Williams, MandyNarratorsecondary authorsome editionsconfirmed
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In memoriam: Michael McMechan.
Dragon, teacher, friend.
First words
I remember being born.
I usually practiced smiling while I slathered my scales with goo, figuring that if I could smile through that, I could smile through anything. Today I really didn't have the time.
We were all monsters and bastards. And we were all beautiful.
(page 90)

"My faith should not come easily;
There is no Heaven without pain.
My days should never flutter past
Unnoted, nor my past remain
Beyond its span of usefulness;
Le me not hold to grief.
My hope, my light, my Saint is love;
In love my one belief."
(page 142-143)

The vagabond sun winks down through the trees,
While lilacs, like memories, waft on the breeze,
My friend, I was born for soft days such as these,
To inhale perfume,
And cut through the gloom,
And feast like a king upon peaches and cheese!
I'll travel this wide world and go where I please,
Can't stop my wandering, it's like a disease.
My only regret as I cross the high seas;
what I leave behind,
Though I hope to find,
My own golden city of peaches and cheese!
(page 144)

I'll ask my true love, and I'll hope she agrees,
How could she not, when I'm down on my knees?
My Jill, say you will, and don't be such a tease.
When it's time to eat,
I say sweets to the sweet,
My love, let your answer be peaches and cheese!
Last words
Disambiguation notice
Publisher's editors
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Canonical DDC/MDS

References to this work on external resources.

Wikipedia in English (2)

Book description
Haiku summary

Amazon.com Amazon.com Review (ISBN 0375866566, Hardcover)

Amazon Best Teen Book of the Month, July 2012: In Seraphina, dragons and humans maintain an uneasy peace and for a woman who is both there is nowhere to turn for acceptance--not even within herself. Seraphina has spent her young life concealing the truth of her parentage and authentic nature, a task that proves ever more difficult when she is thrust into the spotlight of the royal court. Author Rachel Hartman’s dragons take human form but shun the messiness of human emotion by remaining “in ard” (a highly rational state of mind), while their counterparts cling to a dangerous assumption of species superiority. As the anniversary of the treaty between the two sides approaches, court intrigue reaches a fever pitch and hard-won truths, betrayals, and intricacies of the heart are laid bare. Seraphina is a beautifully complex fantasy that delves into the most basic of desires—to be loved, to belong, and to find peace in self-acceptance. --Seira Wilson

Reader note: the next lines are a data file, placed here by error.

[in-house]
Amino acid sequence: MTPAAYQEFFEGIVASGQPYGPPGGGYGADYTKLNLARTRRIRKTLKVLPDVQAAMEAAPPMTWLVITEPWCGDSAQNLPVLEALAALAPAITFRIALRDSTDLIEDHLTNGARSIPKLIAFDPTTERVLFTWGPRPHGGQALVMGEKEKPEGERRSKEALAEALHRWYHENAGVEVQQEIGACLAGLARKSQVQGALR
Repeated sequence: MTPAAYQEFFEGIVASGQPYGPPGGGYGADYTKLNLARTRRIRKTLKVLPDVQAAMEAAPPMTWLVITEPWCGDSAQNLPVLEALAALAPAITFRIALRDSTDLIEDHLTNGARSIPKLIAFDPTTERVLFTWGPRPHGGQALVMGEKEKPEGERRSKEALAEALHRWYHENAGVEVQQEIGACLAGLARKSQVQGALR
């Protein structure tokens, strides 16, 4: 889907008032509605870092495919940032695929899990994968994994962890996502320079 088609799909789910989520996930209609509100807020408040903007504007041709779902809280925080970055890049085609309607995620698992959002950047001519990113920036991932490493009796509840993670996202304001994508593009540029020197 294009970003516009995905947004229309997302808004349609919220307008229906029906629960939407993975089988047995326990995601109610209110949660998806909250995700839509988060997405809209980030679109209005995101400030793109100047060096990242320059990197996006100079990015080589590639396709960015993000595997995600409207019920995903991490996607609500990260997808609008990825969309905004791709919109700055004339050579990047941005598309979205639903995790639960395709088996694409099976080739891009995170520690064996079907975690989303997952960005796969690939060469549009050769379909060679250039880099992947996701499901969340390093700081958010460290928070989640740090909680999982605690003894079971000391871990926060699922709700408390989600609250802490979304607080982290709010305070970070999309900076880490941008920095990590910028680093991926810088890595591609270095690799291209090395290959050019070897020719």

Guest Review by Tamora Pierce

Tamora Pierce

Tamora Pierce is a best-selling author of fantasy books for teenagers. Her books, known for their teenaged girl warriors and wizards, have received critical acclaim and a strong fanbase. Her newest book, Mastiff, is the third book in The Legend of Beka Cooper series.

In Seraphina's world, coldly intellectual dragons can take on the shapes--and feelings--of human beings. Sometimes this results in a surprise. Seraphina's father married a beautiful musician, and discovered too late that she was a dragon. She died, leaving him with a daughter who confuses him and his new wife and children.

Now the half-dragon Seraphina is the assistant to the cranky royal music master. She is in charge of Princess Glisselda's music lessons; she books performers for the 40-year celebration of the peace treaty between dragons and humans, and she rehearses the rowdy court musicians. She has to hide the scales on her arm and around her waist, and she can never let anyone find out that Orma, her music teacher, is actually a dragon.

When she plays the solo for the funeral of the realm's murdered prince, Seraphina is suddenly raised into entirely new, visible levels of peril. People she always avoided are noticing her. She has to attend social functions, where she is caught up in court politics, between those who support the treaty and those who want to destroy it. She runs afoul of conspirators who want to start the war again--one of them may be her own grandfather. She even discovers that Prince Lucian, who is betrothed to Princess Glisselda, is not only very sharp-eyed but also very agreeable to be around. He appreciates her insights on intrigue at court and in the city and uses her as an unofficial investigator into the ongoing unrest.

The plot thickens. A new religious order plots riots and revolution. Exiled knights return to report an unregulated dragon flying near where the old prince was murdered. The dragons are trying to send Orma for corrective surgery--they think he's gotten too human and they want to cut those parts out of his brain. Seraphina fears that if she tells the prince and the princess what she is, they'll hate her forever, but their work to preserve the treaty celebrations is bringing them closer together. And all of them are terrified that the dragons will decide that humans are not worth the trouble, and will destroy them at last.

I loved this book even more the second time I read it than I did the first. The characters are interesting and engaging, and I love the new look at dragons. For all that she's half-dragon, Seraphina is a very believable human being, caught between different loyalties and just trying to keep everyone she loves alive. But don't take my word for it--read it yourself!

(retrieved from Amazon Thu, 12 Mar 2015 18:14:48 -0400)

(see all 4 descriptions)

In a world where dragons and humans coexist in an uneasy truce and dragons can assume human form, Seraphina, whose mother died giving birth to her, grapples with her own identity amid magical secrets and royal scandals, while she struggles to accept and develop her extraordinary musical talents.

» see all 3 descriptions